Wednesday 22 December 2010

Mince Pies with Brandy Butter

After making mincemeat, the first thing to master is a great mince pie.

This recipe is the product of several years of tweaking with a lot of help from Delia and my mum. My main addition is the clementine juice in the pastry, which adds a very subtle flavour but most of all just seems to make the pastry particularly crisp, slightly flaky and generally delicious.

I used to top my mince pies with stars. These days I go for a flurry of snowflakes - they look so pretty. I like my mince pies open-topped because then the top of the mincemeat caramelizes and bubbles everywhere.

You could of course then go over the top like we do and top them with a few spoons of brandy butter and a drizzle of double cream. That's what we did to two of the above.

After we had scraped our plates clean, I realised I hadn't dusted them with icing sugar before photographing them. Admittedly I don't normally bother but they do look nice with a bit of sugar snow.

Anyway, I hope this recipe comes to life in your kitchen. It has lead to many smiles of rich satisfaction in my home.

Mince Pies
(Adapted from Delia's Christmas)

175g plain flour
pinch of fine sea salt
75g cold butter, cut into cubes
juice of a clementine, chilled*
cold water*
about half a big jar of homemade or best quality mincemeat

Sift the flour and salt into a mixing bowl. Rub the butter into the flour until it resembles fine breadcrumbs (see here for a guide). Add the clementine juice and use a knife to combine. Add a little cold water and try to bring the pastry together into a ball, adding more if needed - it should still be fairly dry, not sticky or crumbly. Squish into a disc then wrap in cling film and chill for half an hour.

Preheat the oven to 200C/390F. Evenly roll out the pasty - I like it to be thin for these. Either use a circle cookie cutter or use a glass as a guide to cut out circles - you should get 10-12 with some spare. Use biscuit cutters to cut out snowflakes or stars out of the leftovers. Place each circle into a cupcake/muffin tin and lightly press into shape. Add a few teaspoons of mincemeat until nearly full, then top with the decorations. Put into the oven until golden brown and bubbling - about 20-25 minutes. Remove to a wire rack to cool quickly (any escaped bits of caramelized juice will set hard and make them very difficult to remove). Serve warm with brandy butter and/or cream.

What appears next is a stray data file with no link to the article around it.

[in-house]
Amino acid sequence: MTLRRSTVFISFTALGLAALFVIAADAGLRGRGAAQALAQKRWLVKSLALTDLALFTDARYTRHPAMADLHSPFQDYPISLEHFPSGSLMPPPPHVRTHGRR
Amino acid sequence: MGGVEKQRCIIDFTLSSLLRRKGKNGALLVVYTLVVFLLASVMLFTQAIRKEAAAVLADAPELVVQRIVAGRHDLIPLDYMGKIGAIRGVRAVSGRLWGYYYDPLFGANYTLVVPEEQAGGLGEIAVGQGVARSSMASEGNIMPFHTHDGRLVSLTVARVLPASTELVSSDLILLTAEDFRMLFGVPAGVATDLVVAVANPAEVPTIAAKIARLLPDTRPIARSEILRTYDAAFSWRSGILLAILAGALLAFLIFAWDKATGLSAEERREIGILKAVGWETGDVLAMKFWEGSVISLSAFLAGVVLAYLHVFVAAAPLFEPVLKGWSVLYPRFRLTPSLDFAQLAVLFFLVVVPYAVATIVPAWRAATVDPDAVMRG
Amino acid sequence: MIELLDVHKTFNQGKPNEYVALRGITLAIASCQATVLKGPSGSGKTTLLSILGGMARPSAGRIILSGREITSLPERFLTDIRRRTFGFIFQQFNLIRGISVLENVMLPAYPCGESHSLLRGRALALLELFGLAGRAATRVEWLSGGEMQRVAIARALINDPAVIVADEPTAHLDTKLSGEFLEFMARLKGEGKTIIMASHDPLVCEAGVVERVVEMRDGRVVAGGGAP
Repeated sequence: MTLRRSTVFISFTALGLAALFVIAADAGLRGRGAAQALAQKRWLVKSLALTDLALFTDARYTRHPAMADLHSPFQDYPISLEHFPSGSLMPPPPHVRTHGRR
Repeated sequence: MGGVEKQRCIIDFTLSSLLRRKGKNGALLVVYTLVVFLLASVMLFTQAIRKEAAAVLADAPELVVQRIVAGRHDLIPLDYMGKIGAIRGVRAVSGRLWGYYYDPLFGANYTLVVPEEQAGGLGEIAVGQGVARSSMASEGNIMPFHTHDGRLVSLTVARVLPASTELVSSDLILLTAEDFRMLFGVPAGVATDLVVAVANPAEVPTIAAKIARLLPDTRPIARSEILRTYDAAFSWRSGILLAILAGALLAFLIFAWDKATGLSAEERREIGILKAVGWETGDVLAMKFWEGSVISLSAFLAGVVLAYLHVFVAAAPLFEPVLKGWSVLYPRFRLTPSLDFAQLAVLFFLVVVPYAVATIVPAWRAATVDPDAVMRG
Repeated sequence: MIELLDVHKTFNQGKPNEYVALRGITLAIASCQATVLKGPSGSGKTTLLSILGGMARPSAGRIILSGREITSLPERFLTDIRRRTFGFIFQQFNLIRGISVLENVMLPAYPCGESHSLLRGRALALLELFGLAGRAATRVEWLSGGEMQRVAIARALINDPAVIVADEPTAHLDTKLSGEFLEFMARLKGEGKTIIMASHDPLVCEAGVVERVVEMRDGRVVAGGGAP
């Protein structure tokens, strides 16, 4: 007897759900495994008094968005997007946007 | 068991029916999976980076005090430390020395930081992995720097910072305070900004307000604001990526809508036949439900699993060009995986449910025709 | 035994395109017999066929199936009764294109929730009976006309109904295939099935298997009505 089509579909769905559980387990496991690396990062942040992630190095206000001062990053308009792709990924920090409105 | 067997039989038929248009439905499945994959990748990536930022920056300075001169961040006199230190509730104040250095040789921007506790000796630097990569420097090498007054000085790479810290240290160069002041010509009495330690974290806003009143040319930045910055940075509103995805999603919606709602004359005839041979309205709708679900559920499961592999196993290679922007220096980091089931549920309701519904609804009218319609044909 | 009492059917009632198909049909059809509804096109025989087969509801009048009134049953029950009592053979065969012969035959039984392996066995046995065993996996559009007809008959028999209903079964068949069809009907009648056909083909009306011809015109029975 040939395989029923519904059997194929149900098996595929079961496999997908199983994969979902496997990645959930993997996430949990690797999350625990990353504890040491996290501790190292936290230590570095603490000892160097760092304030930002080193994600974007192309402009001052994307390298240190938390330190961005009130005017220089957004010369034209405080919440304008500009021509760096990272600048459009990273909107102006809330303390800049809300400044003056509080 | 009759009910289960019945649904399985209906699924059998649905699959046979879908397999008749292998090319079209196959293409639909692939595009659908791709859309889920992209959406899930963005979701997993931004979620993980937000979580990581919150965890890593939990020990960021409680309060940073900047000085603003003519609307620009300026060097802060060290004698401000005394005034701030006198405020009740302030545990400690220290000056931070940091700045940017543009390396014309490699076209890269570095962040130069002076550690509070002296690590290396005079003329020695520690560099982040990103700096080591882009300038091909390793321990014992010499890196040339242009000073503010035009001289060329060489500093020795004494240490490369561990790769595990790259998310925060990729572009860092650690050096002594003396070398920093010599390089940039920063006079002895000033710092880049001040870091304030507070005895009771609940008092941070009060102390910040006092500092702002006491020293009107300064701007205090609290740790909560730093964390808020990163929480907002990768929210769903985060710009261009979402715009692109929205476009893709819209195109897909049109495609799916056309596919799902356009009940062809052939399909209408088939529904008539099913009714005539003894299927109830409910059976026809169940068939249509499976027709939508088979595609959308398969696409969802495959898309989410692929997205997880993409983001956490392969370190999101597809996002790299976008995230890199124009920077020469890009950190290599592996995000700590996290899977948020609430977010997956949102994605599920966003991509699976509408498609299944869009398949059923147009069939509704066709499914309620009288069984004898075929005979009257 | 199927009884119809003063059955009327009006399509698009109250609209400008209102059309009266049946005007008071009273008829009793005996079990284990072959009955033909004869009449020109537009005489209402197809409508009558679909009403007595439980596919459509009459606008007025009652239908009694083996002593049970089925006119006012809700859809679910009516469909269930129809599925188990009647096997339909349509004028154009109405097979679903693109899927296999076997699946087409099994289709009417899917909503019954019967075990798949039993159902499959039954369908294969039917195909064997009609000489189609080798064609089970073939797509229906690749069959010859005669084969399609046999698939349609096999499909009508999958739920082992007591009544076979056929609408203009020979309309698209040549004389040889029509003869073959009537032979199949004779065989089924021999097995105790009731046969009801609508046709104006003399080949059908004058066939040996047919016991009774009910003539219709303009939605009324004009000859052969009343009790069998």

*You can also just use cold water, or use milk instead - it's about 2-3 tbsp.

(Makes 10-12)

Brandy Butter
15g ground almonds
55g unsalted butter
50g soft brown sugar
pinch of fine sea salt
1-2 tbsp brandy, to taste

Toast the almonds until they start to turn golden brown in a dry pan over medium heat then set aside to cool. Beat the butter, sugar and salt until pale and fluffy (as if creaming for a cake). Beat in the almonds. Slowly add the brandy one tablespoon at a time. Spoon into a bowl and put into the fridge to harden. Serve cold if having with hot mince pies. Will keep for 2-3 weeks in the fridge covered in cling film.

(Makes 1 small bowl, enough to serve with the mince pies above, but easy to multiply up)

(Updated 15/12/15, then 18/12/17)


  1. I have never tried a mince pie. Like you said before, it is a British thing. But your recipe looks so simple and the pies so beautiful. Thanks for sharing!
    Merry Christmas to you and your family from Colorado.

  2. These little pies look so cute! They sound delicious! Love the decoration.
    Brandy butter is totally new to me. Very interesting.
    Happy Holidays!

  3. These mince pies are gorgeous! Love the snowflakes on top - extra special!

  4. Found you on TasteSpotting, happy to find your wonderful blog! I just tried mincemeat for the first time yesterday. I loved it, I can't wait to make it next year for Christmas:) You mincemeat pies are so beautiful:)
    Take care,


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